It isn't a zebra, it isn't a giraffe, it isn't me, who is?...
The okapi, Okapia johnstoni, is a giraffid artiodactyl mammal native to the Ituri Rainforest, located in the northeast of the Democratic Republic of the Congo, in Central Africa. Although the okapi bears striped markings reminiscent of zebras, it is most closely related to the giraffe.
The name "okapi" is a portmanteau of two Lese words, oka, a verb meaning to cut and kpi, a noun referring to the design made on Efé arrows by wrapping the arrow with bark so as to leave stripes when scorched by fire. The stripes on the legs of the okapi resemble these stripes on the arrow shafts. Lese legend says the okapi decorates itself with these stripes, adding to the okapi's great camouflage.
The okapi's tongue is also long enough for the animal to wash its eyelids and clean its ears (inside and out...ahahahahha). This sticky tongue is pointed and bluish-grey in colour like that of the giraffe. Male okapis have short, skin-covered horns called ossicones. Their large ears help them detect their predator, the leopard.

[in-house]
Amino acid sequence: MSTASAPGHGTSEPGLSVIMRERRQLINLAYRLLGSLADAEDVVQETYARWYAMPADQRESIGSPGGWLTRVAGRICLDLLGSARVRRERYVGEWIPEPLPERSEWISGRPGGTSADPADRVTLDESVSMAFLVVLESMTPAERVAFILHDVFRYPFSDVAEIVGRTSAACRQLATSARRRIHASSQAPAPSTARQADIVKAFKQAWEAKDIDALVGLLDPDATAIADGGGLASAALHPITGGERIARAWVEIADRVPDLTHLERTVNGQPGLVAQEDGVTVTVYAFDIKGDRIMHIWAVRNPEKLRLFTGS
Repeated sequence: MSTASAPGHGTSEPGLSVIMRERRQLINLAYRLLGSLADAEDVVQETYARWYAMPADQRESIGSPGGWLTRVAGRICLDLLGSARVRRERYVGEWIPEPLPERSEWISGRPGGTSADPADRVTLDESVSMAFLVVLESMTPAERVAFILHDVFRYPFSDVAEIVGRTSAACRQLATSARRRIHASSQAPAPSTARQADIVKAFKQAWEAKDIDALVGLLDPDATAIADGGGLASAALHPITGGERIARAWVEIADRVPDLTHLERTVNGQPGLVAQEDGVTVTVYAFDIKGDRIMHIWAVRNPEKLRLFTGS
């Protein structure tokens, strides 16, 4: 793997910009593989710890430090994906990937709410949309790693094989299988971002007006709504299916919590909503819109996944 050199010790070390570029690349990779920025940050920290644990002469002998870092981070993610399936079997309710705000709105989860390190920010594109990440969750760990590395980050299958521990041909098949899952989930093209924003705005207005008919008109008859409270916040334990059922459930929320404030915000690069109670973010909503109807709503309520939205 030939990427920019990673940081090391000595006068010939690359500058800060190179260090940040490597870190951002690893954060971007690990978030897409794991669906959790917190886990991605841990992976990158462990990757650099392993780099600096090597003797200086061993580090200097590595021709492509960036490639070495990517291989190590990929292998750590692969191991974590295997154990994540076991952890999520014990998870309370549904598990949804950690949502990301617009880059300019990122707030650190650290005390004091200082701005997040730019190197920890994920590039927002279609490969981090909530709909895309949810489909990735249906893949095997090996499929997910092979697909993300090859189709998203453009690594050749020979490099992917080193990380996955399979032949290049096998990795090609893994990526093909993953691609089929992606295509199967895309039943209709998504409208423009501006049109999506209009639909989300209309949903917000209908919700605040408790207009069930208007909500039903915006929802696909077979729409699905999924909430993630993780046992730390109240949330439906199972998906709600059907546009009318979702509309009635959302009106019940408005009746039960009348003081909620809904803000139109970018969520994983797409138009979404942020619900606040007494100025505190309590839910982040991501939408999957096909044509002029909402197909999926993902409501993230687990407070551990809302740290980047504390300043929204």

Okapis are essentially solitary, coming together only to breed, with the exception of mothers and offspring. Breeding behaviours include sniffing, circling, and licking each other. :-P
Okapis are herbivores, feeding on tree leaves and buds, grasses, ferns, fruits and fungi. Many of the plant species okapis feed on are poisonous to humans. (from Wikipedia, the best)